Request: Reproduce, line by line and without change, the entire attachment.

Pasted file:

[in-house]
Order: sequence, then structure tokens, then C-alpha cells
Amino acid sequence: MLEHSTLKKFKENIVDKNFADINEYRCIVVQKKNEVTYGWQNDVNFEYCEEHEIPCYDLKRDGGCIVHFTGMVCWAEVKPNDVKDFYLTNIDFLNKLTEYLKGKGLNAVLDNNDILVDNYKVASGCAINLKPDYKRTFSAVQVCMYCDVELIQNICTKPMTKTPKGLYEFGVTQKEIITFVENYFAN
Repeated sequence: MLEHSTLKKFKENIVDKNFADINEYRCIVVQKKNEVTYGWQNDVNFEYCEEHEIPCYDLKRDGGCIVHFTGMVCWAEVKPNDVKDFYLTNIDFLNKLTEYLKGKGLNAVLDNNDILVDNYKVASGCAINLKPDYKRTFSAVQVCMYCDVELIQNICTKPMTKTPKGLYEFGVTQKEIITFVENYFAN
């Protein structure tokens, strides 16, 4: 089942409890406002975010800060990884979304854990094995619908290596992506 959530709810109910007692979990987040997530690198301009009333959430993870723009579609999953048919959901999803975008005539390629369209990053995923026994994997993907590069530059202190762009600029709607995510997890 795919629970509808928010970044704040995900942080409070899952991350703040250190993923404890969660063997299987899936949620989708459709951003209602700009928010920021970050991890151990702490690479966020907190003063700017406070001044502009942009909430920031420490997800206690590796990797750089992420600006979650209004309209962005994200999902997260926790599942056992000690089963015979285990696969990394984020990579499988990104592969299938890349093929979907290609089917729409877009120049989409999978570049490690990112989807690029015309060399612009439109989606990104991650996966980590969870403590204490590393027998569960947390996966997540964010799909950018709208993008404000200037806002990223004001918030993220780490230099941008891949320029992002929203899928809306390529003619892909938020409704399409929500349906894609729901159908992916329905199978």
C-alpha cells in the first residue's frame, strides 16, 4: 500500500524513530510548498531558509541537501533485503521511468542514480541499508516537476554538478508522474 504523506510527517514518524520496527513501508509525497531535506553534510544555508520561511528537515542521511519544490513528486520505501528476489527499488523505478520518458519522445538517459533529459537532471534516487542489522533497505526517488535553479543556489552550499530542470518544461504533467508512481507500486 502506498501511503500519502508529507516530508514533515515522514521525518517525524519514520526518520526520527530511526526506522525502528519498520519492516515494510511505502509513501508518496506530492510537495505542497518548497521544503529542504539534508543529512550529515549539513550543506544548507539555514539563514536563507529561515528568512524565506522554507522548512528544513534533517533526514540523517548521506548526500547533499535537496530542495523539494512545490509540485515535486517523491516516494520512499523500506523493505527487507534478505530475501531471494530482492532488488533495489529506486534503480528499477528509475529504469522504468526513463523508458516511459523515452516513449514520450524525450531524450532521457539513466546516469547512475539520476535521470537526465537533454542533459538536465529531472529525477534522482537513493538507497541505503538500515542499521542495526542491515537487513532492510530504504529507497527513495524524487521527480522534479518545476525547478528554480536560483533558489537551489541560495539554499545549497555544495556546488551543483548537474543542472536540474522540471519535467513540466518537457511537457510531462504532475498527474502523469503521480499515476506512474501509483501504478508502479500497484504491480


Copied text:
[in-house]
Order: sequence, then structure tokens, then C-alpha cells
Amino acid sequence: MLEHSTLKKFKENIVDKNFADINEYRCIVVQKKNEVTYGWQNDVNFEYCEEHEIPCYDLKRDGGCIVHFTGMVCWAEVKPNDVKDFYLTNIDFLNKLTEYLKGKGLNAVLDNNDILVDNYKVASGCAINLKPDYKRTFSAVQVCMYCDVELIQNICTKPMTKTPKGLYEFGVTQKEIITFVENYFAN
Repeated sequence: MLEHSTLKKFKENIVDKNFADINEYRCIVVQKKNEVTYGWQNDVNFEYCEEHEIPCYDLKRDGGCIVHFTGMVCWAEVKPNDVKDFYLTNIDFLNKLTEYLKGKGLNAVLDNNDILVDNYKVASGCAINLKPDYKRTFSAVQVCMYCDVELIQNICTKPMTKTPKGLYEFGVTQKEIITFVENYFAN
């Protein structure tokens, strides 16, 4: 089942409890406002975010800060990884979304854990094995619908290596992506 959530709810109910007692979990987040997530690198301009009333959430993870723009579609999953048919959901999803975008005539390629369209990053995923026994994997993907590069530059202190762009600029709607995510997890 795919629970509808928010970044704040995900942080409070899952991350703040250190993923404890969660063997299987899936949620989708459709951003209602700009928010920021970050991890151990702490690479966020907190003063700017406070001044502009942009909430920031420490997800206690590796990797750089992420600006979650209004309209962005994200999902997260926790599942056992000690089963015979285990696969990394984020990579499988990104592969299938890349093929979907290609089917729409877009120049989409999978570049490690990112989807690029015309060399612009439109989606990104991650996966980590969870403590204490590393027998569960947390996966997540964010799909950018709208993008404000200037806002990223004001918030993220780490230099941008891949320029992002929203899928809306390529003619892909938020409704399409929500349906894609729901159908992916329905199978």
C-alpha cells in the first residue's frame, strides 16, 4: 500500500524513530510548498531558509541537501533485503521511468542514480541499508516537476554538478508522474 504523506510527517514518524520496527513501508509525497531535506553534510544555508520561511528537515542521511519544490513528486520505501528476489527499488523505478520518458519522445538517459533529459537532471534516487542489522533497505526517488535553479543556489552550499530542470518544461504533467508512481507500486 502506498501511503500519502508529507516530508514533515515522514521525518517525524519514520526518520526520527530511526526506522525502528519498520519492516515494510511505502509513501508518496506530492510537495505542497518548497521544503529542504539534508543529512550529515549539513550543506544548507539555514539563514536563507529561515528568512524565506522554507522548512528544513534533517533526514540523517548521506548526500547533499535537496530542495523539494512545490509540485515535486517523491516516494520512499523500506523493505527487507534478505530475501531471494530482492532488488533495489529506486534503480528499477528509475529504469522504468526513463523508458516511459523515452516513449514520450524525450531524450532521457539513466546516469547512475539520476535521470537526465537533454542533459538536465529531472529525477534522482537513493538507497541505503538500515542499521542495526542491515537487513532492510530504504529507497527513495524524487521527480522534479518545476525547478528554480536560483533558489537551489541560495539554499545549497555544495556546488551543483548537474543542472536540474522540471519535467513540466518537457511537457510531462504532475498527474502523469503521480499515476506512474501509483501504478508502479500497484504491480